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Absence of follicle-stimulating hormone receptor activating mutations in women with iatrogenic ovarian hyperstimulation syndrome

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Absence of follicle-stimulating hormone receptor activating mutations in women with iatrogenic ovarian hyperstimulation syndrome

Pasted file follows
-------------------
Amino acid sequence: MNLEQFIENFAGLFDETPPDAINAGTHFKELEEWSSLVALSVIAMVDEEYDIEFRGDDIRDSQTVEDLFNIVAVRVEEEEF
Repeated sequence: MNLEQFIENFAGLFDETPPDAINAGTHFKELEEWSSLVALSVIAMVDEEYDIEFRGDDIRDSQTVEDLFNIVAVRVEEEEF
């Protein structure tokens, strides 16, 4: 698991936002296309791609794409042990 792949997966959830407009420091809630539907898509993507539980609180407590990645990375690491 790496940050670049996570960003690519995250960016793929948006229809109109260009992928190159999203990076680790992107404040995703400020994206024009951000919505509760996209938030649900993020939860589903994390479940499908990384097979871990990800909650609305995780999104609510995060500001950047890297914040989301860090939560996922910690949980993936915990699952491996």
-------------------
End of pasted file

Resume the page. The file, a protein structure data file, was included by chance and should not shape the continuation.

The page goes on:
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  Absence of follicle-stimulating hormone receptoractivating mutations in women with iatrogenic ovarianhyperstimulation syndrome Catarina Brasil d’Alva, M.D., a Paulo Serafini, M.D., b  Eduardo Motta, M.D., b  Maria Beatriz da Fonte Kohek, Ph.D., c  Ana Claudia Latronico, M.D., a and  Berenice Bilharinho Mendonca, M.D. a a Unidade de Endocrinologia do Desenvolvimento, Laboratorio de Hormonios e Genetica Molecular LIM/42, Disciplina deEndocrinologia, Hospital das Clinicas, Universidade de São Paulo, São Paulo;  b Huntington Centro de Medicina Reprodutiva,São Paulo SP; and  c Departamento de Ciencias Fisiologicas, Fundacao Faculdade de Ciencias Medicas de Porto Alegre, PortoAlegre, RS, Brazil Objective:  To analyze the FSH receptor gene in women with iatrogenic ovarian hyperstimulation syndrome(OHSS). Design:  Clinical and molecular studies. Setting:  University hospital and private clinic. Patient(s):  Twenty-nine women who developed moderate or severe OHSS after ovulation induction for IVF. Inaddition, 50 fertile normal women were used as controls. Intervention(s):  Peripheral blood was used for DNA extraction. The exons 4, 7, 9, and 10 of the FSH receptorgene were amplified by polymerase chain reaction (PCR) followed by automatic direct sequencing. Main Outcome Measure(s):  Hormonal results and automatic sequencing analysis. Result(s):  Thirteen patients developed moderate OHSS and 16 patients developed the severe form of thesyndrome. Automatic sequencing revealed no activating mutations in all patients studied. We found two knownpolymorphisms in linkage disequilibrium, Ala307Thr and Ser680Asn, in 79.3% of the patients (44.8% inheterozygous and 34.5% in homozygous state). These polymorphisms were found with similar frequency in the50 normal fertile women. Conclusion(s):  We conclude that the FSH receptor genotype did not play a significant role in the risk of iatrogenicOHSS in this cohort. (Fertil Steril   2005;83:1695–9. ©2005 by American Society for Reproductive Medicine.) Key Words:  FSH receptor, ovarian hyperstimulation syndrome, polymorphisms Ovarian hyperstimulation syndrome (OHSS) can occurspontaneously during early pregnancy or as an iatrogeniccomplication after exogenous gonadotropin administrationin assisted reproductive medicine (1). Although the iatro- genic form is relatively common, the incidence of severecases ranges from 0.5% to 5% (2). In contrast, the sponta- neous form, also known as hyperreaction luteinalis of thefirst trimester, is a very rare condition and has been associ-ated with overproduction of endogenous hCG (3).Both the spontaneous and iatrogenic forms are character-ized by the presence of multiple serous and hemorrhagicfollicular cysts along with clinical features varying fromabdominal distention and discomfort to potentially threaten-ing, massive ovarian enlargement and capillary leak withfluid sequestration in the third space. Oliguria, renal failure,hypovolemic shock, thromboembolic phenomena, and adultdistress syndrome show the lethal potential of this condition(1). Recently, three distinct activating mutations of the FSHreceptor gene were described in three women with the spon-taneous form of OHSS, indicating that the FSH receptorgenotype has a role in the pathophysiology of this syndrome(4–6). All patients were heterozygous for mutations in theexon 10 that encodes the transmembrane domain. Functionalcharacterization of the mutated receptors revealed promiscu-ous activation of the FSH receptor by hCG (4–6). These studies indicated that inappropriate stimulation of the FSH Received July 22, 2004; revised and accepted December 13, 2004.Partially supported by grants from Fundacao de Amparo a Pesquisa doEstado de São Paulo (03/10874-6) and Conselho Nacional de Desen-volvimentoCientificoeTecnologico(ACL300151/96andBBM301246/ 95-5).Reprintrequests:BereniceB.Mendonca,M.D.,HospitaldasClinicas,Labo-ratorio de Hormonios e Genetica Molecular LIM/42, Av. Dr. Eneas deCarvalho Aguiar, 155, 2° andar, Bloco 6, CEP 05403-900, São Paulo-SP,Brazil (FAX: 55-11-30830626; E-mail: cbdalva@terra.com.br). OVULATION INDUCTION 1695 0015-0282/05/$30.00 Fertility and Sterility   Vol. 83, No. 6, June 2005doi:10.1016/j.fertnstert.2004.12.044 Copyright ©2005 American Society for Reproductive Medicine, Published by Elsevier Inc.  receptor represents a key element in the development of recurrent spontaneous OHSS.The pathogenesis of the iatrogenic form of OHSS has notbeen completely elucidated. The excessive follicular recruit-ment secondary to activation of both FSH and LH receptorsby hCG has been a possible explanation for iatrogenic OHSS(4, 6, 7). However, whether polymorphisms or activating mutations of FSH receptor could alter the sensitivity orspecificity of the receptor and justify some of the iatrogeniccases, remains unknown. In the present study, we analyzedFSH receptor gene for activating mutations in 29 womenwho experienced OHSS after ovarian stimulation for IVF. MATERIALS AND METHODSPatients All patients provided written informed consent for this study,which was approved by the ethics committee of Hospital dasClinicas in São Paulo, Brazil. Twenty-nine Brazilian womenwho experienced moderate-to-severe OHSS during ovarianstimulation were retrospectively recruited to participate inthis study. The patients were followed by the physicians(P.S. and E.M.) at the Huntington Centro de Medicina Re-produtiva and molecular analysis of the FSH receptor genewas carried out at the Hospital das Clinicas da Faculdade deMedicina da Universidade de São Paulo. Relevant clinical,hormonal, and sonographic data were collected retrospec-tively from patients’ medical records. A group of 50 Brazil-ian fertile women who were exposed to high endogenoushCG levels during pregnancy and did not develop OHSSserved as control for the molecular analysis of the FSHreceptor gene (8). The patients were classified according to previously es-tablished criteria in which moderate OHSS was character-ized by abdominal distension and discomfort, enlarged ova-ries of more than 5 cm, and ultrasonic evidence of ascites (9). Severe OHSS was defined by the findings of moderate syn-drome plus clinical evidence of ascites, hydrothorax, orrespiratory distress (9). Stimulation Protocol Patients were down-regulated by daily SC administration of GnRH analogues (Lupron; TAP Pharmaceutics ProductsInc., North Chicago, IL) commencing in the preceding treat-ment cycle luteal phase or GnRH antagonist cetrorelix (Ce-trotide; Serono, São Paulo, Brazil) in a daily dosage of 0.25mg SC administered in the mid-late follicular phase.Exogenous recombinant FSH (Gonal F; Serono, Bari,Italy) was administered in daily doses varying from 37.5 to225 IU/d alone or in combination with urinary LH and FSH(Menopur; Ferring, São Paulo, Brazil). Repeated serum E 2 concentrations and sonographic measurements of ovarianfollicle growth were carefully monitored and the dose of exogenous FSH was adjusted according to the patient’sindividual response. Ovulation was triggered by the admin-istration of 10,000 IU of hCG (Pregnyl; NV Organon, Neth-erlands) when at least two follicles attained 18–20 mm indiameter and oocyte retrieval was performed 24–36 hourslater by transvaginal guided-ultrasound follicle aspirationunder mild sedation and analgesia. Luteal support was pro-vided with progesterone (Crinone 8%; Serono, Sao Paulo,Brazil or Utrogestan; Besins International, Montrouge,France) initiated after oocyte aspiration and extended untilthe 8th week of pregnancy or until the initiation of menses. DNA Analysis Genomic DNA was extracted from peripheral blood leuko-cytes from all patients. Based on the high incidence of activating mutations in the transmembrane domain of G-protein-coupled receptors (4–6), as well as in the previous in vitro analysis of the FSH receptor gene (10), we selectedexons 4, 7, 9, and 10 for amplification followed by automaticsequencing.These exons were amplified by polymerase chain reaction(PCR) using four specific intronic oligonucleotide primerpairs (Table 1) designed according to reference sequenceNCBI GenBank accession number NM000145. The PCRwas performed in a 100-  L reaction mixture containing 200ng of genomic DNA, 10   L 10   reaction buffer, 1.5 mMMgCl 2 , 200   M each dNTP, 0.5 U  Taq  polymerase (Phar-macia, Piscataway, NJ), and 30 pmol of each primer. Afterinitial denaturation of 2 minutes at 94°C, samples weresubjected to 35 cycles of 1 minute at 94°C, 1 minute atvariable annealing temperature (Table 1), and 2 minutes at 72°C, followed by a final extension step of 10 minutes at72°C. The PCR products were purified with shrimp alkalinephosphatase and exonuclease I (PCR product presequencingkit; Amersham Life Sciences Inc., Cleveland, OH) beforesequencing using the ABI PRISM BigDye Terminator kit(Perkin-Elmer Applied Biosystems, Foster City, CA). Theproducts were directly sequenced using an ABI PRISM 310Genetic Analyzer automatic DNA sequencer (Perkin-Elmer).Two additional inner primers were used for sequencing of exon 10 (Table 1). Statistical Analysis The chronological age, basal FSH and LH levels, total FSHand LH dose, E 2  levels on the day before hCG administra-tion, and maximum ovarian diameter attained during treat-ment of patients with moderate and severe OHSS werecompared by Student’s  t  -test. The observed allelic variantfrequency of patients and controls were compared by the    2 test. Standard contingency tables were used to calculate oddsratio (OR) and    2 analysis was performed to generate  P values. The data are expressed as mean    SD. A  P  value  .05 was considered statistically significant. RESULTS The clinical, hormonal, and ultrasound data from patientswith OHSS are shown in Table 2. The age of these women 1696  d’Alva et al.  FSH receptor in ovarian hyperstimulation  Vol. 83, No. 6, June 2005  ranged from 18 to 40 years. From the 29 couples whoreceived assisted conception treatments, 10 suffered frommultiple infertility factors, 9 had male factor infertility, 2women suffered from polycystic ovarian syndrome (POS), 2had tubal disease, 1 endometriosis, 1 idiopathic infertility, 1ovarian LH resistance syndrome, and 3 women were ovumdonors. Of the 16 women who developed the severe form of OHSS, 11 required paracentesis (volume aspirated rangedfrom 1,500 to 6,200 mL) for the alleviation of symptoms.One patient also had pleural effusion. The remaining 13patients had a moderate form of the syndrome.No statistically significant difference was found in chro-nological age, basal LH and FSH levels, FSH doses, E 2 levels on the day before hCG administration, or ovarian sizebetween patients with moderate and severe OHSS. The LHdoses and the onset of symptoms were significantly differentbetween the groups with severe and moderate OHSS (Table2).The direct sequencing of exons 4, 7, 9, and 10 of FSHreceptor gene revealed no activating mutations in all patientsstudied. TABLE 1 Primer sequence and annealing temperatures used for amplification and sequencing of FSHreceptor gene.Exon Forward and reverse primer Annealing temperatures 4 F: 5 =  CCATCAAGATCACTAGC 3 =  50°CR: 5 =  ATAGTGGGGGTACCAAACTACA 3 = 7 F: 5 =  GCCCTTGCTCAGTGCTTCCAAT 3 =  52°CR: 5 =  TGGCCTTGAAGAATAGTCAGG 3 = 9 F: 5 =  GCCTGCTAACCAAGAGCAGA 3 =  54°CR: 5 =  TTGGGGAAATGCCTGAGCAG3 = 10 F: 5 =  CTGGATCTGAGATGTTGATTCTA 3 =  60°CR: 5 =  GAGATATCTGAACAAAAGCAC 3 = 10 a R: 5 =  ACACTGGCAGCATGGCG 3 = F: 5 =  TTCACTGACTTCCTCTGCAT 3 = a Inner primers used for sequencing of exon 10. d’Alva. FSH receptor in ovarian hyperstimulation. Fertil Steril 2005. TABLE 2 Clinical, laboratory, and sonographic data of patients with moderate and severe OHSS.Moderate OHSS(n  13)Severe OHSS(n  16) Chronological age (y) 30.8  4.5 31  4.3Basal FSH levels (IU/L) 4.4  2.2 4.4  3.3Basal LH levels (IU/L) 7.5  5.5 5.3  3.6Duration of stimulation (d) 10.2  2 9.7  1Total FSH dose (IU) 2,000  711 1,730  400Total LH dose (IU) 1,171  505 (n  6) a 586  216 (n  7) a Onset of symptoms after hCG (d) 5.5  1.6 a 10.9  4.3 a Maximum R ovarian diameter (cm) 9.7  1.7 9.7  1.3Maximum L ovarian diameter (cm) 9.5  1.7 8.6  1.2Median and range of E 2  levels (pg/mL) 1 daybefore hCG administration3,230 (448–23,600) 2,271 (415–11,190) Note:  Results are expressed as mean  SD. E 2  levels are expressed in median and range. LH, FSH, and E 2  levels weremeasured by electrochemiluminescense. a P  .05. b P  .001. d’Alva. FSH receptor in ovarian hyperstimulation. Fertil Steril 2005. 1697 Fertility and Sterility   We found either a heterozygous or homozygous G  Apoint substitution at nucleotides 993 and 2113 in 23/29patients (79.3%), 44.8% in heterozygous and 34.5% in ho-mozygous state. These changes resulted in the substitution of alanine for threonine at codon 307 and serine for asparagineat codon 680 of FSH receptor molecule. Both polymorphicsites are within exon 10. Analysis of both sites displayed alinkage of Thr307 to Asn680 and of Ala307 to Ser680variants in all patients. These variants were previously char-acterized as polymorphisms (11). Seventy-nine percent of  patients and 86% of controls presented the allelic variant(Table 3). Comparison of polymorphism frequencies did notshow a statistically significant difference between OHSSsubjects and the control group ( P  .58). DISCUSSION Because of the seriousness of the iatrogenic complication of ovulation induction, identification of women at risk forOHSS before initiation of assisted conception treatmentswould be of great clinical benefit. Although several clinicalparameters have been postulated as ovarian response predic-tors, to date none has proven to be fully effective (2). Considering the crucial function of FSH and its receptor inovulation and reproduction, it has been speculated that subtlegenetic alterations in the FSH receptor could explain thedifferent individual susceptibilities for the development of OHSS. To date, three different activating mutations(Thr449Ile, Asp567Asn, Thr449Ala) have been reported inFSH receptor in women with spontaneous OHSS renderingthe receptor hypersensitive to hCG (4–6). Although the recognition and binding of specific hormones are functionsof the receptor ectodomain, the mutations in women withOHSS were unexpectedly located in the transmembrane do-main, which is mainly responsible for the activation of intracellular regulatory cascades (12).Key residues implicated in the specificity of hormonerecognition by the glycoprotein hormone receptor were iden-tified (10). Substituting two residues of FSH receptor by their LH/CG receptor counterparts caused a gain of sensi-tivity of FSH receptor toward hCG without significantlyaltering the sensitivity to FSH. These substitutions,Lys104Asn and Lys179Gly, fall within the leucine-rich re-peat portion of FSH receptor ectodomain and are, respec-tively, codified by exons 4 and 7 of FSH receptor gene.In contrast to FSH receptor, several activating mutationshave been identified in the TSH receptor (13). In general,they tend to be concentrated in transmembrane helices andintervening loops, but two interesting exceptions areLys183Arg and mutations in Ser281 (13–16). By analogy with TSH receptor, exons 7 and 9 of the FSH receptor genewere also potential sites of activating mutations, as theyinclude the corresponding positions of these mutations.Based on this evidence, we studied the most frequent sitesof naturally activating mutations among glycoprotein recep-tors and specific regions implicated in specificity of hormo-ne–receptor interaction. However, we did not identify acti-vating mutations in the FSH receptor gene in 29 Brazilianwomen with moderate and severe iatrogenic OHSS, indicat-ing that the FSH receptor genotype does not play a role indetermining the risk of this syndrome in our series.Mayorga et al. (17) showed a correlation between the presence of two allelic variants of the FSH receptor inlinkage disequilibrium, Ala307Thr and Ser680Asn, andovarian responsiveness to FSH in 161 infertile women un-dergoing ovulation induction. Both the basal FSH levels andthe FSH dose required for successful stimulation were sig-nificantly smaller in the group homozygous for Asn680,indicating that FSH receptor genotype would be implicatedin the determination of the ovarian response to FSH (17). We also identified these FSH receptor polymorphisms in a sim-ilar frequency in the patients that experienced iatrogenicOHSS, as well as in normal fertile Brazilian women whowere exposed to high endogenous hCG levels during preg-nancy, indicating that these variants are not the cause of OHSS.In conclusion, the FSH receptor genotype did not play asignificant role in the risk of iatrogenic OHSS in this cohort.In spite of several years of clinical experience, the ovarianresponse to exogenous gonadotropin stimulation is still un-predictable.  Acknowledgments:  The authors acknowledge the assistance of HuntingtonCentro de Medicina Reprodutiva physicians, nurses and secretaries and thestaff of Laboratorio Hormonios e Genetica Molecular LIM42 for theirtechnical assistance. The authors are also grateful to Gustavo Serafini foreditorial aid and to Sonia Strong for English usage. REFERENCES 1. Delvigne A, Rozenberg S. Review of clinical course and treatment of ovarian hyperstimulation syndrome (OHSS). Hum Reprod Update2003;9:77–96.2. Delvigne A, Rozenberg S. Epidemiology and prevention of ovarianhyperstimulation syndrome (OHSS): a review. Hum Reprod Update2002;8:559–77.3. Elchalal U, Schenker J. The pathophysiology of ovarian hyperstimula-tion syndrome—views and ideas. Hum Reprod 1997;12:1129–37. TABLE 3 Distribution of FSH receptor polymorphismsin patient and control group. Ala/Ala %(n) Ala/Thr %(n)Thr/Thr %(n) Patients 20.7% (6) 44.8% (13) 34.5% (10)Controls 14% (7) 56% (28) 30% (15) Note:  Allele frequencies distribution among the threegenotype groups (  P  .58). d’Alva. FSH receptor in ovarian hyperstimulation. Fertil Steril 2005. 1698  d’Alva et al.  FSH receptor in ovarian hyperstimulation  Vol. 83, No. 6, June 2005  4. Smits G, Olatunbosug O, Delbaere A, Pierson R, Vassart G, CostagliolaS. Ovarian hyperstimulation syndrome due to a mutation in the follicle-stimulating hormone receptor. N Engl J Med 2003;349:760–6.5. Vasseur C, Rodien P, Beau I, Desroches A, Gérard C, Poncheville L, etal. A chorionic gonadotropin-sensitive mutation in the follicle-stimu-lating hormone receptor as a cause of familial gestational spontaneousovarian hyperstimulation syndrome. N Engl J Med 2003;349:753–9.6. Montanelli L, Delbaere A, Carlo C, Nappi C, Smits G, Vassart G, et al.A mutation in the follicle-stimulating hormone receptor as a cause of familial spontaneous ovarian hyperstimulation syndrome. J Clin Endo-crinol Metab 2004;89:1255–8.7. Ludwig M, Gembruch U, Bauer O, Diedrich K. Ovarian hyperstimu-lation syndrome (OHSS) in a spontaneous pregnancy with fetal andplacental triploidy: information about the general pathophysiology of OHSS. Hum Reprod 1998;13:2082–7.8. Kohek MBF, Batista MC, Russell AJ, Vass K, Giacaglia LR, MendoncaBB, et al. No evidence of the inactivating mutation (C566T) in thefollicle-stimulating hormone receptor gene in Brazilian women withpremature ovarian failure. Fertil Steril 1998;70:565–7.9. Golan A, Ron-El R, Herman A, Soffer Y, Weinraub Z, Caspi E.Ovarian hyperstimulation syndrome: an update review. Obstet GynecolSurv 1989;44:430–40.10. Smits G, Campillo M, Govaerts C, Janssens V, Richter C, Vassart G, etal. Glycoprotein hormone receptors: determinants in leucine-rich re-peats responsible for ligand specificity. EMBO J 2003;22:2692–703.11. Simoni M, Gromoll J, Höppner W, Kamischke A, Krafft T, Stähle D,et al. Mutational analysis of the follicle-stimulating hormone receptor innormal and infertile men: identification and characterization of twodiscrete FSHR isoforms. J Clin Endocrinol Metab 1999;84:751–5.12. Simoni M, Gromoll J, Nieschlag E. The follicle-stimulating hormonereceptor: biochemistry, molecular biology, physiology and pathophys-iology. Endocr Rev 1997;18:739–73.13. Farid NR, Kascur V, Balaz C. The human thyrotropin receptor is highlymutable: a review of gain-of-function mutations. Eur J Endocrinol2000;143:25–30.14. Rodien P, Bremont C, Raffin SML, Parma J, Van Sande J, CostagliolaS, et al. Familial gestational hyperthyroidism caused by a mutantthyrotropin receptor hypersensitive to human chorionic gonadotropin.N Engl J Med 1998;339:1823–6.15. Kopp P, van Sande J, Parma J, Duprez l, Gerber H, Joss E, et al.Congenital hyperthyroidism caused by a mutation in the thyrotropinreceptor gene. N Engl J Med 1995;332:150–4.16. Gruters A, Schonberg T, Biebermann H, Krude H, Kron HP, Dralle H,et al. Severe congenital hyperthyroidism caused by a germ line neomutation in the extracellular portion of the thyrotropin receptor. J ClinEndocrinol Metab 1998;83:1431–6.17. Mayorga M, Gromoll J, Behre HM, Gassner C, Nieschlag E, Simoni M.Ovarian response to follicle-stimulating hormone (FSH) stimulationdepends on the FSH receptor genotype. J Clin Endocrinol Metab2000;85:3365–9. 1699 Fertility and Sterility 